The Lakers are not content to just play out their worst season since moving to Los Angeles. (Yes, even worse than last year.)
They’re going to talk trade – and make sure you know they’re talking trade.
There was the pursuit of Rajon Rondo, an offer just good enough to look serious but clearly short of the Mavericks’ package. It never made sense for the Lakers to trade for Rondo, because they could just chase him in free agency after this lost season, but it seems they want their fans to know they’re trying.
They’re still trying to tell their fans they’re trying.
Ramona Shelburne of ESPN:
It’d make no sense for the Lakers to trade for Greg Monroe. They wouldn’t get his Bird rights, so why not just sign him as an unrestricted free agent this summer? The Lakers could offer him the same contract whether or not they deal for him this season. There are only two rationales for making a Monroe trade now:
1. The Lakers want to use him this season to win. That’d upset Magic Johnson – and common sense, no matter what Jeanie Buss says. The Lakers’ best course is to tank enough to keep the top-five protected pick they owe the Suns, hope they strike gold in free agency and then ideally convey Phoenix a much lower pick in 2016.
2. The Lakers want to use the rest of the season to sell Monroe on Los Angeles. Even if adding to the roster sooner won’t change the contract they can offer him in the summer, they could have an opportunity to impress Monroe before any other suitors. However, given the way the Lakers’ season is going, they should probably want Monroe to see as little as possible in advance.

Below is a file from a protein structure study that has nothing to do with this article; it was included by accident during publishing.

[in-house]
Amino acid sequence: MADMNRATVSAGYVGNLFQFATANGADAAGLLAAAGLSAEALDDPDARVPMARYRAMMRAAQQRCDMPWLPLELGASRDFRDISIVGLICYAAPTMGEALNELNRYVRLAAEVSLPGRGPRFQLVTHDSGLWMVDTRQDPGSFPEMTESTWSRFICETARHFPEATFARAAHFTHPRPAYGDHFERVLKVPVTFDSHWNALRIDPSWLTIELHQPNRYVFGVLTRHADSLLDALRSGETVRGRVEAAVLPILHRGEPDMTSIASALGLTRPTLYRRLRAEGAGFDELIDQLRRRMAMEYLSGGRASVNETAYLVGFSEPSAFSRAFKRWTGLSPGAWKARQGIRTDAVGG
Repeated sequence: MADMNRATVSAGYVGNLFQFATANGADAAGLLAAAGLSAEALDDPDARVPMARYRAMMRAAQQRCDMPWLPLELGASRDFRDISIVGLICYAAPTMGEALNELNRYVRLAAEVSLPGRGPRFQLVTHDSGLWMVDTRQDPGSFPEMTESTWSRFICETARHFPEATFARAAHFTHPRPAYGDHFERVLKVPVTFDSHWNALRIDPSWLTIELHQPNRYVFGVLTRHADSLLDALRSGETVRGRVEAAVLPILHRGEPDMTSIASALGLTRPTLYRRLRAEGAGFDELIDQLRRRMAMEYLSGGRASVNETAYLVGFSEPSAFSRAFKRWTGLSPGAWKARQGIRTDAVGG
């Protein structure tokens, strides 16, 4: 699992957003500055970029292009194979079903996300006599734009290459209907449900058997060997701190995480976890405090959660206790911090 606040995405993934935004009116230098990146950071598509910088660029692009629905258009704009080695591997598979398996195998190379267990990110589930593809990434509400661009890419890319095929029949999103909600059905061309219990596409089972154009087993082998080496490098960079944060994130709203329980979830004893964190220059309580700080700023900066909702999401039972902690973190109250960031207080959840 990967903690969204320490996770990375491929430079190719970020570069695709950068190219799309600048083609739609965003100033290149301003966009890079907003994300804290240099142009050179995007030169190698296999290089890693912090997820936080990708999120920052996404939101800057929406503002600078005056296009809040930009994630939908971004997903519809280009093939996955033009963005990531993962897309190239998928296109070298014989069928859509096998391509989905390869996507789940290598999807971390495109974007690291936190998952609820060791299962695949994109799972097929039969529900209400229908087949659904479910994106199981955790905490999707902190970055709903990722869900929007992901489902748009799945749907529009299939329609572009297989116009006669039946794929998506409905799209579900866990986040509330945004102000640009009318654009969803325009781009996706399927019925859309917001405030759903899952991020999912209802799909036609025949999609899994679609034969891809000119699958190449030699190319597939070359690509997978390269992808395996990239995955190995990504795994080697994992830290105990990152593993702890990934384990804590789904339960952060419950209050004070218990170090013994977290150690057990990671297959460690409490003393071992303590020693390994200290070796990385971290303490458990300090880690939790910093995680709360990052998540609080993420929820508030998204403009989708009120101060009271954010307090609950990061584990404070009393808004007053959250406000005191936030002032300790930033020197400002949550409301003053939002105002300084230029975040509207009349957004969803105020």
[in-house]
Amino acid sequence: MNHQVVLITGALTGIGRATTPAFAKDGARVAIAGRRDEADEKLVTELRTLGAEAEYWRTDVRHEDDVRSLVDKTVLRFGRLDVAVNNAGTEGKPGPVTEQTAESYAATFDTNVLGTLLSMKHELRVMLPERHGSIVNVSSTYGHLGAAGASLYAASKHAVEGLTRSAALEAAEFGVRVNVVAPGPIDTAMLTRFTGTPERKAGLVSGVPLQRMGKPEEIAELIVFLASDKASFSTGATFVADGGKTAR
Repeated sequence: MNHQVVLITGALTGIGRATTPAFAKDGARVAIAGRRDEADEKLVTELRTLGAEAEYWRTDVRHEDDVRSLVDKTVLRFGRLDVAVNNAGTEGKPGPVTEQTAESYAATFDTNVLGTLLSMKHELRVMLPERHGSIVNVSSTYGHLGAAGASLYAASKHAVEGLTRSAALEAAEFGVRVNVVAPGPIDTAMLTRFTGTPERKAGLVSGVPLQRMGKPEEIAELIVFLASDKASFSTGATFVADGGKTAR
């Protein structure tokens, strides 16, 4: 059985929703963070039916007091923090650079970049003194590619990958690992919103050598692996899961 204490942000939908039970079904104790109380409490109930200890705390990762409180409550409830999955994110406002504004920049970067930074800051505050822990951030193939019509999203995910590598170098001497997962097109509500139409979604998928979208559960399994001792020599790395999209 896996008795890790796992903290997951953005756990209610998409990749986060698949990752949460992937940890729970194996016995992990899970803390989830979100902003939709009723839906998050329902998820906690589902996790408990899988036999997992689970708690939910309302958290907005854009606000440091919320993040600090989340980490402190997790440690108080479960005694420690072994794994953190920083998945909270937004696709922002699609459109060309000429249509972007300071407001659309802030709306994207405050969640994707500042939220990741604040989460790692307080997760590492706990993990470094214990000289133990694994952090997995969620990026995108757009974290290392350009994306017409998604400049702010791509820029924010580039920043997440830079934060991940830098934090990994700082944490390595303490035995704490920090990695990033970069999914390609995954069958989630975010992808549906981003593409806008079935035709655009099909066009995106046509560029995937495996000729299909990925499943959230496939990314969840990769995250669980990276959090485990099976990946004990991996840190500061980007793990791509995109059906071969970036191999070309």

It makes a little more sense, emphasis on little, for the Lakers to trade for Jennings, who’s under contract for next season. He has has been instrumental in the Pistons post-Josh Smith turnaround. If Detroit deals Jennings, it’d clearly be taking a step back. Jennings is the best point guard on either the Pistons or Lakers.
Stan Van Gundy initially talked of a long-term view before his team won seven straight immediately after dropping Smith. That unexpected success has changed the team’s direction, but it doesn’t preclude the Pistons from selling off their parts. It’s not as if they’re anywhere near a playoff lock.
That said, why would the Lakers want Jennings now? Anything he provides this season is for naught, and though he’s under contract for an affordable $8,344,497 next season, the Lakers play in a market where they can target bigger free agents. Jennings would just cut into the Lakers’ cap space.
Essentially, there’s little reason Jennings should have more value to the Lakers than he does to the Pistons. But if the Lakers have an unreasonably high opinion of Jennings, the Pistons should at least listen.